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Tag Archives: local wine

Cheap wine, regional wine, and the typical wine consumer

winetrends
Don-Quixote-Windmill

Maybe tilting at windmills is beginning to pay off for those of us who want wine to be more than scores and toasty and oaky.

Those of us who tilt at wine’s windmills — scores, snotty wine drinkers and critics, and the Catch-22 that is availability — sometimes wonder if anyone cares.

So when we find out that people do care, even the crankiest of us get big smiles. That was the case at the American Wine Society conference last month, where 500 or so of the 25 percent — the wine drinkers who consume 93 percent of all wine in the U.S. — were on hand for seminars, presentations, and the like. The people I met were open, curious, and interested in new approaches to wine — far from what I expected, given how all that tilting reinforces my natural cynicism.

What happened and what it means, after the jump:

A college enology class gets its fill of the Wine Curmudgeon

El Centro

The video in this post was part of my appearance on Oct. 3 at a viticulture and enology class at Dallas’ El Centro College, which has one of the best culinary programs in the southwest. I offer wisdom on how to learn about wine, the idea behind cheap wine, and the joy of regional wine — all in less than eight minutes. I also managed to plug The Cheap Wine Book.

The class took 90 minutes, and at the end we tasted six Texas wines. The students were mostly pleased with what they tasted, though there was the usual disagreement that occurs at these sorts of events. One group would like a wine because it was fruity, while another wouldn’t like the same wine because it was fruity. This, as I always point out, is just one reason why wine is so much fun. One can argue and drink wine while arguing.

One other point worth noting: The students were fascinated by the idea of $3 wine, and we spent a fair amount of time discussing whether they were worth drinking. Many of them, as it turned out, were big fans of Aldi’s $3 wines.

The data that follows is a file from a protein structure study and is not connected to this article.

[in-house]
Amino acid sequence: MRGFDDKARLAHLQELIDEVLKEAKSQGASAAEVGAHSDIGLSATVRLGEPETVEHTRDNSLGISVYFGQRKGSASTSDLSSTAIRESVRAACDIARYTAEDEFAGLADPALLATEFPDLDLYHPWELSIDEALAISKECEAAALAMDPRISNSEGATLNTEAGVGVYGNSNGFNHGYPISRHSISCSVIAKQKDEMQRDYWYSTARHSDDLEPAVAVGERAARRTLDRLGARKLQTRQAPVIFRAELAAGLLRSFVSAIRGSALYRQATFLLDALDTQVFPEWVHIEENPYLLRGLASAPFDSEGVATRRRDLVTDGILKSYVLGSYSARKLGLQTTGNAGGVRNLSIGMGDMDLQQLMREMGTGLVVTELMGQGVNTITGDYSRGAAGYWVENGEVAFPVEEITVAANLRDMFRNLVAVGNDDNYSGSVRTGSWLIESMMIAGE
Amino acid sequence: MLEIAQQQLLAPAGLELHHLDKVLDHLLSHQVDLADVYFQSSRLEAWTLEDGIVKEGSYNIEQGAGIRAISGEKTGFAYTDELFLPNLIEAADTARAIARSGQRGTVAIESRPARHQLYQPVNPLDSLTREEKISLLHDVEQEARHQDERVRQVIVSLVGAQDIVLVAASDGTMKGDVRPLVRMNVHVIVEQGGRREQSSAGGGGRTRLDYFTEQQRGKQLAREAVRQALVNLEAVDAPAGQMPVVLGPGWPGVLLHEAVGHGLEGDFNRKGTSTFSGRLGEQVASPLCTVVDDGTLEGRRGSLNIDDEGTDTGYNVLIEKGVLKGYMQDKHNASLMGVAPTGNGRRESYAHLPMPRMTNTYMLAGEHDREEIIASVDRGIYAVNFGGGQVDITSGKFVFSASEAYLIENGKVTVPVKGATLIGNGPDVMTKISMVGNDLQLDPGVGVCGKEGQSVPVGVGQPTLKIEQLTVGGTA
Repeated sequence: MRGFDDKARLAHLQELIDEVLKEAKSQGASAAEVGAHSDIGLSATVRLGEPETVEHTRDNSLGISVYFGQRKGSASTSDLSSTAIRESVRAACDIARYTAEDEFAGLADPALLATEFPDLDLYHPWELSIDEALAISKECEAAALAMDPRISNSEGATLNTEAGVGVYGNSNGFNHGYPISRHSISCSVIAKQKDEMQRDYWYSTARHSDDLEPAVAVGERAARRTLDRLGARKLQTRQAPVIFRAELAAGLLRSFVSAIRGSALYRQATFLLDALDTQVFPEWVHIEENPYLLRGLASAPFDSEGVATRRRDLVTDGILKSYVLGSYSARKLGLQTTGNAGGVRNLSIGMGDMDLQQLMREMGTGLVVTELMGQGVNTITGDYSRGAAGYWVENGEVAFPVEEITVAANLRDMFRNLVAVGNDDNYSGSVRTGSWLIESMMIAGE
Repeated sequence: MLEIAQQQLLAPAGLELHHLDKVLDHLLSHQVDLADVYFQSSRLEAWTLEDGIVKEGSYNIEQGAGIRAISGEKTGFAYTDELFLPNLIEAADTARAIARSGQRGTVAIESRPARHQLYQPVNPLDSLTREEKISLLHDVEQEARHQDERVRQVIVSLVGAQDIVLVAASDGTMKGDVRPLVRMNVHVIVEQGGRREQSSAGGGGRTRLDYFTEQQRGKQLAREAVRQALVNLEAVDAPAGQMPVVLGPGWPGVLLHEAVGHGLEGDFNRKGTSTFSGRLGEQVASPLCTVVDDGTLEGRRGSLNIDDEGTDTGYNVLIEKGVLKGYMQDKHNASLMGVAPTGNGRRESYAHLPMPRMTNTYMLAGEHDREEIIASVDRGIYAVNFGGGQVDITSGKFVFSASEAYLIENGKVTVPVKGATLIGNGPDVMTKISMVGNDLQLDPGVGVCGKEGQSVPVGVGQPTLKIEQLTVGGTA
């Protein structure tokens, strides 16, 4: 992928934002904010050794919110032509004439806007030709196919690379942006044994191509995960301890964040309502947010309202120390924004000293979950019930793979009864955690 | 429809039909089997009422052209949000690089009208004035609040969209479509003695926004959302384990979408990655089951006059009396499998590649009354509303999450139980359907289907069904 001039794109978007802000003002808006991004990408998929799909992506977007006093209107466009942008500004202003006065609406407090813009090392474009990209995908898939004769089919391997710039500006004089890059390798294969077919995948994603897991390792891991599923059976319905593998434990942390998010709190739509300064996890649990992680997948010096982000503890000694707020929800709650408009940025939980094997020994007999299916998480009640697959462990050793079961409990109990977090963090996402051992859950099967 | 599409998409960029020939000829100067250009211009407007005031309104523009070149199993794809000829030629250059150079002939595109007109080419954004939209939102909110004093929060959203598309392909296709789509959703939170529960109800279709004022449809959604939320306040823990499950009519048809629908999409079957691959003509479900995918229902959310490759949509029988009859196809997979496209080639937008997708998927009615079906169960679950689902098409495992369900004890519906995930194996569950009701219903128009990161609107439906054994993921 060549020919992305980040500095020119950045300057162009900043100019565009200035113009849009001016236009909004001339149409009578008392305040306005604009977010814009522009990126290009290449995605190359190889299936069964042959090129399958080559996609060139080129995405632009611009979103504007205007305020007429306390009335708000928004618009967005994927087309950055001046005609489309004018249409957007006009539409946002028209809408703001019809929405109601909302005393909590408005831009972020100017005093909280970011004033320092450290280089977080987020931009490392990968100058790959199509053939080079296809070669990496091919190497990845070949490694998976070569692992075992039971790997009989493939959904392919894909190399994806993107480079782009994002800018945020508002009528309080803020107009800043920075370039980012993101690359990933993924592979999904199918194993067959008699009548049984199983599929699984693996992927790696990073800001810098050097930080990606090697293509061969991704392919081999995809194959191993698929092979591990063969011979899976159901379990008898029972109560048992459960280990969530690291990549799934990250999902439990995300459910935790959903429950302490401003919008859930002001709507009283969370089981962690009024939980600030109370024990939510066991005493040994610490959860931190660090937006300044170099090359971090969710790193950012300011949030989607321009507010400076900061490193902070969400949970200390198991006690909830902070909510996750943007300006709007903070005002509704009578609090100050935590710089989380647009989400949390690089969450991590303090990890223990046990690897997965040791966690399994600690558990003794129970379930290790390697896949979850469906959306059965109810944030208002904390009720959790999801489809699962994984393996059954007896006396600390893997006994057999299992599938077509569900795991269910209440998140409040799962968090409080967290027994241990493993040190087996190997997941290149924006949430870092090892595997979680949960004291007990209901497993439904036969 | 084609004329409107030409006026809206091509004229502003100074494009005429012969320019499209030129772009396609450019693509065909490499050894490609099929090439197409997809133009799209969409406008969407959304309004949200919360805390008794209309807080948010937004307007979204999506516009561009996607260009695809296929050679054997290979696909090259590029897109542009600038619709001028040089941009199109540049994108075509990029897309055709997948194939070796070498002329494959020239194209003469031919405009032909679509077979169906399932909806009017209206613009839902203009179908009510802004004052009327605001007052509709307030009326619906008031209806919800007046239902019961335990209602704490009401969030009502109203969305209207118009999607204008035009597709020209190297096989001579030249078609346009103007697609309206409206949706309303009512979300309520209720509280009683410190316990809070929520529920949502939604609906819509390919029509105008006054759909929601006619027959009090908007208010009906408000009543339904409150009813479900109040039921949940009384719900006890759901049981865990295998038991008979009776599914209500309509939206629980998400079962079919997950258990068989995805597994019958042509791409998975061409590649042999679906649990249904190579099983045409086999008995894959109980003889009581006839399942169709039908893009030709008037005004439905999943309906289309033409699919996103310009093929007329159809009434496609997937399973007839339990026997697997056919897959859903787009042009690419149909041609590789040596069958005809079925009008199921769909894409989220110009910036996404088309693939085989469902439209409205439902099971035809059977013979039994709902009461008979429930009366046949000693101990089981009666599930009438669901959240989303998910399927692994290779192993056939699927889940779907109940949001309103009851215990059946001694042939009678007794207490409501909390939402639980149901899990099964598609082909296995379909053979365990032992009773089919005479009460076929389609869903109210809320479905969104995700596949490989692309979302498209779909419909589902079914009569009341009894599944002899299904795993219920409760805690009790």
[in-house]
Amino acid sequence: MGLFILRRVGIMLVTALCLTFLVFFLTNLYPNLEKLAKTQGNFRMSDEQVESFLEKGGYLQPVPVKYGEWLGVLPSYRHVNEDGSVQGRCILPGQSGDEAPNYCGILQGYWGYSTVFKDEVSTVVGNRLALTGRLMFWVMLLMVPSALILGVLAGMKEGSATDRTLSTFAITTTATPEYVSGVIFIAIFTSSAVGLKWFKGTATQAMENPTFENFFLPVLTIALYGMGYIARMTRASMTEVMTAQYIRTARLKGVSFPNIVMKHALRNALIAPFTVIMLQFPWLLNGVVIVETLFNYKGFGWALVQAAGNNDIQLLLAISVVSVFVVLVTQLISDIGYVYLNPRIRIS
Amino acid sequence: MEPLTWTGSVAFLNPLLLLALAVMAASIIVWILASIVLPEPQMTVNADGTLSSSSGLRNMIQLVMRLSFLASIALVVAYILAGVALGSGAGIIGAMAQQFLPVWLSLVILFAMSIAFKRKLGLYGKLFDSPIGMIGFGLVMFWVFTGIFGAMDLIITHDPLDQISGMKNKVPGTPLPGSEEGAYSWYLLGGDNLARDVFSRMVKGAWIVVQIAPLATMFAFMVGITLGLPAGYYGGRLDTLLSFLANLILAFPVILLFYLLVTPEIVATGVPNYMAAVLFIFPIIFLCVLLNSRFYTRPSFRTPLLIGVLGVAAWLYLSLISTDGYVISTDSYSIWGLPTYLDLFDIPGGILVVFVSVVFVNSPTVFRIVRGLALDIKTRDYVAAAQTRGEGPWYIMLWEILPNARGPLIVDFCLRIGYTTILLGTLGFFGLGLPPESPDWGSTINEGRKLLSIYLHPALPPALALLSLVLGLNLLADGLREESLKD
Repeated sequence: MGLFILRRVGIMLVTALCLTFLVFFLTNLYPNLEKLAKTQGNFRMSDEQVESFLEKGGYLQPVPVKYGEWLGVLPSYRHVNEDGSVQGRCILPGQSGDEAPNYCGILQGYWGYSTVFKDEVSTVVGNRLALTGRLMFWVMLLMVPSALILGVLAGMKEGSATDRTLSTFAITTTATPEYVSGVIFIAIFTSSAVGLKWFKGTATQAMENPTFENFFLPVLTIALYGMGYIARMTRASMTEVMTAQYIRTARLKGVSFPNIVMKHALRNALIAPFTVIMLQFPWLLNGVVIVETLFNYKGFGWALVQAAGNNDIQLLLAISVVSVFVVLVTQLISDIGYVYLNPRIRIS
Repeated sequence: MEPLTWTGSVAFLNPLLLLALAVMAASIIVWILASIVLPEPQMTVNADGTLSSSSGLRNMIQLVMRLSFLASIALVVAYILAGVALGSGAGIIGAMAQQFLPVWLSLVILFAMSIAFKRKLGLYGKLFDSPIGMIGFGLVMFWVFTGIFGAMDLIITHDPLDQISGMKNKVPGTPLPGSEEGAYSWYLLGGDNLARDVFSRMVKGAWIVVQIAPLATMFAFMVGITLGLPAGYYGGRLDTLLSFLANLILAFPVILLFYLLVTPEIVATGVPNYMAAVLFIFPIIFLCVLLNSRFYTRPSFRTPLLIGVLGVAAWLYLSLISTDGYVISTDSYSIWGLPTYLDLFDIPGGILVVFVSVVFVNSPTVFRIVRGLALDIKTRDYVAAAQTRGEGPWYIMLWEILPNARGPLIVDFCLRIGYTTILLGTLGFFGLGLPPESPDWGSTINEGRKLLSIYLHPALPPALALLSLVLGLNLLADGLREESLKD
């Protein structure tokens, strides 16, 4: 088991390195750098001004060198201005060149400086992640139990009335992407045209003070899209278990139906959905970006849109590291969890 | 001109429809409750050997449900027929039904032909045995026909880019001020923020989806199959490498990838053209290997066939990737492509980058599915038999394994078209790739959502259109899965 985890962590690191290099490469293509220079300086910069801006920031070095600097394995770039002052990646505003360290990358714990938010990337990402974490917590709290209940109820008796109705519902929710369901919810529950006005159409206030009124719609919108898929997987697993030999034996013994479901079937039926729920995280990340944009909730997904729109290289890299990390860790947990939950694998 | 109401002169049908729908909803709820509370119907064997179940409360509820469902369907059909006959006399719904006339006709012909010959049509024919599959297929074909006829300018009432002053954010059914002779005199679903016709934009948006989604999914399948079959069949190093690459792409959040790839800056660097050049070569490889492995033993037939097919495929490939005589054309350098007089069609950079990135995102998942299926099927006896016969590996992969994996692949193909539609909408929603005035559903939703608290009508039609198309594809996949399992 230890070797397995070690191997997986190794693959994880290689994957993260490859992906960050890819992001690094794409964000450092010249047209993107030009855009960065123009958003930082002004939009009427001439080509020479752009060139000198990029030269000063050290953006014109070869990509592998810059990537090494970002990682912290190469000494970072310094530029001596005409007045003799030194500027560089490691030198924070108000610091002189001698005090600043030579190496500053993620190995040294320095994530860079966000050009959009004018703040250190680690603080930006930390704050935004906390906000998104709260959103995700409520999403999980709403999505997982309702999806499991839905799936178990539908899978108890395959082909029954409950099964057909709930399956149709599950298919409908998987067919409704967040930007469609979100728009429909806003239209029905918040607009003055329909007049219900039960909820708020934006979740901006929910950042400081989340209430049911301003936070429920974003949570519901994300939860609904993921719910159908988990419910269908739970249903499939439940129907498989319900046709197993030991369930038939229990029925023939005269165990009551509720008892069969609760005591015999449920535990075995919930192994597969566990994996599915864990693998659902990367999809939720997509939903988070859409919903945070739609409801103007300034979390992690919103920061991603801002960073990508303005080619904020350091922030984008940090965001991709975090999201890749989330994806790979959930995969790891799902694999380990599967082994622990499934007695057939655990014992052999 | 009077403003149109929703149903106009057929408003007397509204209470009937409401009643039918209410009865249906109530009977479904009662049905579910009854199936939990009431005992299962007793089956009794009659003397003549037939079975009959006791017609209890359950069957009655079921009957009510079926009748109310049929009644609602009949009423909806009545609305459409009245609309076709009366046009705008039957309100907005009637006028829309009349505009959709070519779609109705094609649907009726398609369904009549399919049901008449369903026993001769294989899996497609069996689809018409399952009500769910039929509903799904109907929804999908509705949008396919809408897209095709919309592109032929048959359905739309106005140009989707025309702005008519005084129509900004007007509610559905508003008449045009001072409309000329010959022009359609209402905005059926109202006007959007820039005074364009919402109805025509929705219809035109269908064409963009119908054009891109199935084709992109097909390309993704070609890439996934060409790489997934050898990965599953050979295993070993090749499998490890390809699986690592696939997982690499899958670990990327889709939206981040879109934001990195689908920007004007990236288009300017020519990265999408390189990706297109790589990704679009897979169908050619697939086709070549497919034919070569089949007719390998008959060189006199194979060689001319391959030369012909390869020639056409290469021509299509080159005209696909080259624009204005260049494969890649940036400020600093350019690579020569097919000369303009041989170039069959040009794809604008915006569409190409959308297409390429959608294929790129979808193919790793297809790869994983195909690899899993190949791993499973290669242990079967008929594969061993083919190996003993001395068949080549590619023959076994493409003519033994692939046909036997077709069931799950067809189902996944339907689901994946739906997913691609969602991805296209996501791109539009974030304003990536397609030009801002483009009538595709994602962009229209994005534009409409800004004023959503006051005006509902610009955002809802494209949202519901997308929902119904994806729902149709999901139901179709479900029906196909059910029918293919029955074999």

El Centro College’s Alex Curran shot and edited the piece, and did a terrific job working with a very awkward Wine Curmudgeon. And did I really say I was one of the leading wine writers in the U.S.? Unfortunately, given when we did the video, he had to use the old website in the montages.

And why don’t I have a hat on? It was raining the day we shot the video, so I didn’t wear one. The legendary Gus Katsigris, who teaches the class and helped start the El Centro culinary program, was very disappointed with me. Gus served Texas wine at his Dallas restaurant in the late 1970s and is one of the true standup guys in the food business, so I should have worn a hat. What are a few water stains among friends?

Texas and Drink Local Wine’s sixth annual Regional Wine Week

Drink-Local-Wine

Drink-Local-WineRegional wine week started yesterday, and what kind of co-founder and past president would I be if I didn’t participate? So here are my links for this year’s effort, focusing on the changes in Texas wine since I started writing about it:

• How much more accepted is Texas wine than just five years ago? The culinary students I spoke to on Thursday night at Dallas’ El Centro College were interested not because they were supposed to be, but because they really wanted to know about Texas wine. Contrast this with the culinary students I taught at the Cordon Bleu, whose main interest in Texas wine came when I drew my not very accurate map of Texas on the board.

• Not only has Texas wine changed, but so have the people drinking Texas wine — the focus of a story I wrote for the Texas Wine and Trail website. The new generation of Texas wine drinkers I talked to this fall were not “the older Anglos who have powered the local wine movement in the state since the 1990s, and doing yeoman work in the process. Rather, they were younger and, at Grapefest and especially at its People’s Choice wine tasting and competition, less white. I talked to a Chinese husband and wife who asked such detailed questions about what was going on and which wineries to visit that I couldn’t answer all of them.”

A French producer made sparkling wine in the state 30 years ago, though the winery eventually failed. Still, one has to admire the effort: “Texas-made sparkling wine is rare, even today. Thirty years ago, when there were only a handful of wineries in the state, it was much less practical. Sparkling wine is difficult, costly, and time-consuming to make, requires top-notch grapes, and needs an established market for its products.”

• The Hill Country is the focal point for Texas wine for most consumers, and it has undergone huge changes, too — not only in the numer of wineries and quality of the wine, but in how the region sees wine in terms of tourism and its economy. Ten years ago, wine was an afterthought; today, Highway 290, with its dozens of wineries, could be a wine trail in California.

• And what would a Texas wine post be without reviews of Texas wine?

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